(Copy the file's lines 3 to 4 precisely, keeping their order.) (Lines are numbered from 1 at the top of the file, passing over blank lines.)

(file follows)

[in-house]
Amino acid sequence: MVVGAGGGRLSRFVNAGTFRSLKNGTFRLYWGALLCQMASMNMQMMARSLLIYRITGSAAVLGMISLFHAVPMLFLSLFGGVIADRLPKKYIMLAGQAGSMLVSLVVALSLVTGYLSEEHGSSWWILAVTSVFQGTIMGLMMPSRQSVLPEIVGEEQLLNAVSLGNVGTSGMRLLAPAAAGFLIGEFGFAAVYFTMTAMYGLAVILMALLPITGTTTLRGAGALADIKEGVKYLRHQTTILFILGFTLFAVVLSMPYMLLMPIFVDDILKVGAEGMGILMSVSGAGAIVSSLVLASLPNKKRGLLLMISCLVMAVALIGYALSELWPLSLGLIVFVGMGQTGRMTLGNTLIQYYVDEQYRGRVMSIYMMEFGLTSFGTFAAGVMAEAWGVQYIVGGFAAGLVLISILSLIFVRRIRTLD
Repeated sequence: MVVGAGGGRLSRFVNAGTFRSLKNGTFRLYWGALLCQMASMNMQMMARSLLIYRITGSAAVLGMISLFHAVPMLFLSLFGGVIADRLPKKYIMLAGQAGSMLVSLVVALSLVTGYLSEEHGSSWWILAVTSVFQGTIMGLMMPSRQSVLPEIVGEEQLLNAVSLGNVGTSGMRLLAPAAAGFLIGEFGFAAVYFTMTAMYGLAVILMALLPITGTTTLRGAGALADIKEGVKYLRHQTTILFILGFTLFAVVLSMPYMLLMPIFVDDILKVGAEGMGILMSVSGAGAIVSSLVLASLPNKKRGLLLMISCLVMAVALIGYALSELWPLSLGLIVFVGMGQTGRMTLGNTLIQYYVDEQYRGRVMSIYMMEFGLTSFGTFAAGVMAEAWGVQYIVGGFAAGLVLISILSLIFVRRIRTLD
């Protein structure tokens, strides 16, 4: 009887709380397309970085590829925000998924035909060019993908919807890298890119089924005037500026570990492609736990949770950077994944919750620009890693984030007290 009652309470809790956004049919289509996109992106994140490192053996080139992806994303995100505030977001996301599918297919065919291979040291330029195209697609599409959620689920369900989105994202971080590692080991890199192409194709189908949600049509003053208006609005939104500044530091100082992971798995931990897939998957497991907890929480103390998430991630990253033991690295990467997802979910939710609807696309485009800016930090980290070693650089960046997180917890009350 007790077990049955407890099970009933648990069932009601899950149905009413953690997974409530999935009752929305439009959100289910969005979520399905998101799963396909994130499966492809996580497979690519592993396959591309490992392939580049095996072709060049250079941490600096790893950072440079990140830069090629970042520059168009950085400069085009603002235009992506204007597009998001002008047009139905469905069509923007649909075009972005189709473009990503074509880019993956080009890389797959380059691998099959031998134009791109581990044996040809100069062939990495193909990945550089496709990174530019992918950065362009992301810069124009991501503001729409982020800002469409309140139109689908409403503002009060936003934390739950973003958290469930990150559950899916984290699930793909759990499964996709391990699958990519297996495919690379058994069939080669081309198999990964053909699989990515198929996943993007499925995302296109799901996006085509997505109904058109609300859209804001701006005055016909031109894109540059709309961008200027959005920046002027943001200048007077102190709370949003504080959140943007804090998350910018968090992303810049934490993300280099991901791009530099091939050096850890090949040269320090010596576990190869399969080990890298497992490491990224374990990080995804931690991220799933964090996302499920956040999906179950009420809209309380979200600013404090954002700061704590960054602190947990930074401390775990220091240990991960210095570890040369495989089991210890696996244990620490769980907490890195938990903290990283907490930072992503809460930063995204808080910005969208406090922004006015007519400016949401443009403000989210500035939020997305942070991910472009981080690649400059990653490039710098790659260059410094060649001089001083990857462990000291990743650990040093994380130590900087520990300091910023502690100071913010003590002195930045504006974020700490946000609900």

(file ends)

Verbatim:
Repeated sequence: MVVGAGGGRLSRFVNAGTFRSLKNGTFRLYWGALLCQMASMNMQMMARSLLIYRITGSAAVLGMISLFHAVPMLFLSLFGGVIADRLPKKYIMLAGQAGSMLVSLVVALSLVTGYLSEEHGSSWWILAVTSVFQGTIMGLMMPSRQSVLPEIVGEEQLLNAVSLGNVGTSGMRLLAPAAAGFLIGEFGFAAVYFTMTAMYGLAVILMALLPITGTTTLRGAGALADIKEGVKYLRHQTTILFILGFTLFAVVLSMPYMLLMPIFVDDILKVGAEGMGILMSVSGAGAIVSSLVLASLPNKKRGLLLMISCLVMAVALIGYALSELWPLSLGLIVFVGMGQTGRMTLGNTLIQYYVDEQYRGRVMSIYMMEFGLTSFGTFAAGVMAEAWGVQYIVGGFAAGLVLISILSLIFVRRIRTLD
């Protein structure tokens, strides 16, 4: 009887709380397309970085590829925000998924035909060019993908919807890298890119089924005037500026570990492609736990949770950077994944919750620009890693984030007290 009652309470809790956004049919289509996109992106994140490192053996080139992806994303995100505030977001996301599918297919065919291979040291330029195209697609599409959620689920369900989105994202971080590692080991890199192409194709189908949600049509003053208006609005939104500044530091100082992971798995931990897939998957497991907890929480103390998430991630990253033991690295990467997802979910939710609807696309485009800016930090980290070693650089960046997180917890009350 007790077990049955407890099970009933648990069932009601899950149905009413953690997974409530999935009752929305439009959100289910969005979520399905998101799963396909994130499966492809996580497979690519592993396959591309490992392939580049095996072709060049250079941490600096790893950072440079990140830069090629970042520059168009950085400069085009603002235009992506204007597009998001002008047009139905469905069509923007649909075009972005189709473009990503074509880019993956080009890389797959380059691998099959031998134009791109581990044996040809100069062939990495193909990945550089496709990174530019992918950065362009992301810069124009991501503001729409982020800002469409309140139109689908409403503002009060936003934390739950973003958290469930990150559950899916984290699930793909759990499964996709391990699958990519297996495919690379058994069939080669081309198999990964053909699989990515198929996943993007499925995302296109799901996006085509997505109904058109609300859209804001701006005055016909031109894109540059709309961008200027959005920046002027943001200048007077102190709370949003504080959140943007804090998350910018968090992303810049934490993300280099991901791009530099091939050096850890090949040269320090010596576990190869399969080990890298497992490491990224374990990080995804931690991220799933964090996302499920956040999906179950009420809209309380979200600013404090954002700061704590960054602190947990930074401390775990220091240990991960210095570890040369495989089991210890696996244990620490769980907490890195938990903290990283907490930072992503809460930063995204808080910005969208406090922004006015007519400016949401443009403000989210500035939020997305942070991910472009981080690649400059990653490039710098790659260059410094060649001089001083990857462990000291990743650990040093994380130590900087520990300091910023502690100071913010003590002195930045504006974020700490946000609900």